Deep Vein Thrombosis
Formation of a blood clot in the deep veins of the body
Deep Vein Thrombosis in brief
Deep Vein Thrombosis or DVT occurs most often in the deep veins of the legs and thighs. It’s a condition defined by blood clots, formed when blood thickens and clumps together.
Deep Vein Thrombosis is often connected to long periods of immobilisation such as may occur when resting in bed after surgery or during long haul plane flights (economy class syndrome).
Untreated DVT can lead to pulmonary embolism, a serious condition in which the blood clots break, travel through the blood circulation and lodge in the lung, blocking the blood flow. Other complications include PPS or Post-Phlebitis Syndrome, characterised by swelling, skin discolouration and pain the affected leg.
Causes & Symptoms of Deep Vein Thrombosis
When you sit for long time, on an aeroplane for example, you may have an increased risk of Deep Vein Thrombosis. This also applies if you have been forced to stay in bed for a longer period, at the hospital or at home.
Post-operative nerve injuries may cause Deep Vein Thrombosis as well.
Other causes include obesity, pregnancy, smoking, cancer and heart failure.
If one of your legs is affected by DVT, you may feel or notice some of the following symptoms:
- Pain or tenderness in your leg.
- Increased warmth over the affected area.
- Changes in skin colour.
Your doctor will check your legs for these symptoms, and will also verify your medical history, and potential test results from a D-dimer blood test, an ultrasound of the legs or CT/ MRI scan.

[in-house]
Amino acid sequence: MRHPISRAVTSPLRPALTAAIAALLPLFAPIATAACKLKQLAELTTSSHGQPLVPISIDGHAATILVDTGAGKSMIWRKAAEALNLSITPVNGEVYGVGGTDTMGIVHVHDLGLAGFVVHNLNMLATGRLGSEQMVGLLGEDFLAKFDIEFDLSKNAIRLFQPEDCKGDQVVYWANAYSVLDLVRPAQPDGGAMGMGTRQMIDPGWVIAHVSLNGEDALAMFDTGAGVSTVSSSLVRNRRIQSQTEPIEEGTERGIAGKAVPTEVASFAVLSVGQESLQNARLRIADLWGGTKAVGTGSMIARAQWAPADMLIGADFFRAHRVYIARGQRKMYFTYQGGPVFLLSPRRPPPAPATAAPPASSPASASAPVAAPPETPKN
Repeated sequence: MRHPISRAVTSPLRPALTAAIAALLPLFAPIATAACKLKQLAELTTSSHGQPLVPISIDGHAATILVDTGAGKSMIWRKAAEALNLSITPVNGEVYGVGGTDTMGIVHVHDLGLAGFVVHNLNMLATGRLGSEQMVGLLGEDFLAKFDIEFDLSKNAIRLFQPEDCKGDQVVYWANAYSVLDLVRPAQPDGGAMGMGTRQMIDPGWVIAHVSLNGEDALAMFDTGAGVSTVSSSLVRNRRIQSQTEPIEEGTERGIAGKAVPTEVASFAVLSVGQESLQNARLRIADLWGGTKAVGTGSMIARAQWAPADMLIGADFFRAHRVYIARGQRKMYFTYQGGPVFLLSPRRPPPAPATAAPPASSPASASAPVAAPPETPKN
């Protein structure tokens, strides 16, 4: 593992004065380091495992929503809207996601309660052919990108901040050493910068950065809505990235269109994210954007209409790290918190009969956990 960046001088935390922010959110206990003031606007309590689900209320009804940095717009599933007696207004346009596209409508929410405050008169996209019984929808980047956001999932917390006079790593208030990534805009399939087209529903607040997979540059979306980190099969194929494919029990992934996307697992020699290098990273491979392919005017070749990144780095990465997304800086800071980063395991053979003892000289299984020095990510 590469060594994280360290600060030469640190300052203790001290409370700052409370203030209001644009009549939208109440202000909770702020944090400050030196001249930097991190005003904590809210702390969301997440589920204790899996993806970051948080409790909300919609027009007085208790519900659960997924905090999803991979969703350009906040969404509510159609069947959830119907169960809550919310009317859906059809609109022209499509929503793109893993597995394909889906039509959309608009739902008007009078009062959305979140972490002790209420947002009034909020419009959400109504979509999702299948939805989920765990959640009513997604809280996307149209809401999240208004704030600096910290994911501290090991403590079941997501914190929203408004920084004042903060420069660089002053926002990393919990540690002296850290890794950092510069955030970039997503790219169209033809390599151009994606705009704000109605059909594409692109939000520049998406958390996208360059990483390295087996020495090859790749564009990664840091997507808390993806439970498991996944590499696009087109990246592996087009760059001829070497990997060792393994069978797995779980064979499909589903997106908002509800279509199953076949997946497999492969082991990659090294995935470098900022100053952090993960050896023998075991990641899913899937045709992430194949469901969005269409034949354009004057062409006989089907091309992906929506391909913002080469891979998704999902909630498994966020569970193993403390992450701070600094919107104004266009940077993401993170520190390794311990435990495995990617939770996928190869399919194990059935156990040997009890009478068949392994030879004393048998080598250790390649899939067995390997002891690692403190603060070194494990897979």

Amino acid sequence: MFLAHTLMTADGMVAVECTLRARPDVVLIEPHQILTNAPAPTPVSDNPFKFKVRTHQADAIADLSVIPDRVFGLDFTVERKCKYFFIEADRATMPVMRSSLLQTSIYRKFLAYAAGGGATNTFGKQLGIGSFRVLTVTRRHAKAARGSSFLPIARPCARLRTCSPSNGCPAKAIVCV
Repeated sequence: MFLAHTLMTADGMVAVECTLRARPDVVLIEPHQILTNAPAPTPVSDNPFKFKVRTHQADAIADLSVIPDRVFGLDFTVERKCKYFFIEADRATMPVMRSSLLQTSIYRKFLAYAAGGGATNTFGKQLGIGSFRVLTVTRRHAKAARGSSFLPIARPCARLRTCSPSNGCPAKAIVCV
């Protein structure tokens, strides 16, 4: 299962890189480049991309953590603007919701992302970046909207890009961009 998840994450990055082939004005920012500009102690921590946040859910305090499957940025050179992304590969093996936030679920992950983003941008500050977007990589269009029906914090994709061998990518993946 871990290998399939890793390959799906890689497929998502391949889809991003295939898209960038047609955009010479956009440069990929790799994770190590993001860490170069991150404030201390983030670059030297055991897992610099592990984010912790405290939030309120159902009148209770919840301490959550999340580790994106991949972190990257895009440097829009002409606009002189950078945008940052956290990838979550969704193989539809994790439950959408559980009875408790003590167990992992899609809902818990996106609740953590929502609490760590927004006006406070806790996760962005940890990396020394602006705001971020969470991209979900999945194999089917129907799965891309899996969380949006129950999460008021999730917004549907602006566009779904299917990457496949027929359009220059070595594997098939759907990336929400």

Treatment of Deep Vein Thrombosis
DVT can be treated in a variety of ways, depending on your doctor’s diagnosis and your particular condition.
Blood thinners may be used to reduce your blood’s ability to clot. This type of medication prevents any clots from getting bigger. In more serious and life threatening situations, clot busters (thrombolytic agents) can be used to help break the clots.
Compression stockings can be prescribed or recommended, to help prevent blood clots from developing in the deep veins of the legs. The stockings create pressure and improve the blood flow in the legs.
Surgery can be needed as the last treatment option, when these conservative treatment options have failed to reduce the symptoms. It is the preferred treatment to remove large blood clots.
Experts in Vein Health
At The Vein Clinic Perth, Dr Luke Matar and his team can help you with compression stockings, and advice on how to manage conditions like Deep Vein Thrombosis. Dr Matar has a particular expertise in minimally invasive vein treatments, and uses his 20 years experience as a Radiologist to perform ultrasound assessments and ultrasound-guided procedures.
Contact The Vein Clinic today to book an appointment.
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Please Note: Spider Vein treatment is offered as "finishing touch" following varicose vein treatment, not as stand-alone treatment.